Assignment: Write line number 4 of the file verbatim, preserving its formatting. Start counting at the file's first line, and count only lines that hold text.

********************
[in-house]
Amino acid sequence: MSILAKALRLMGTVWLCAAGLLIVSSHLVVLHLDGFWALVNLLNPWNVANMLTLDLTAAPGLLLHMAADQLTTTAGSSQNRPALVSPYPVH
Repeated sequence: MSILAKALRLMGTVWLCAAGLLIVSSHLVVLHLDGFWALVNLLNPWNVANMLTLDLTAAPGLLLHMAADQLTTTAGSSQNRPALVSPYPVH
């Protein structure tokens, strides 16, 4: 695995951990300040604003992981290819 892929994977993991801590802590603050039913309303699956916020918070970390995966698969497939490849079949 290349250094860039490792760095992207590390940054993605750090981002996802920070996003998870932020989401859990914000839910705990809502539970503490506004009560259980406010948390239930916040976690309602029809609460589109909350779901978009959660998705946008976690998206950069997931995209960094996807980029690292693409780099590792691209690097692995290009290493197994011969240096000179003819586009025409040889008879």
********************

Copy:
């Protein structure tokens, strides 16, 4: 695995951990300040604003992981290819 892929994977993991801590802590603050039913309303699956916020918070970390995966698969497939490849079949 290349250094860039490792760095992207590390940054993605750090981002996802920070996003998870932020989401859990914000839910705990809502539970503490506004009560259980406010948390239930916040976690309602029809609460589109909350779901978009959660998705946008976690998206950069997931995209960094996807980029690292693409780099590792691209690097692995290009290493197994011969240096000179003819586009025409040889008879």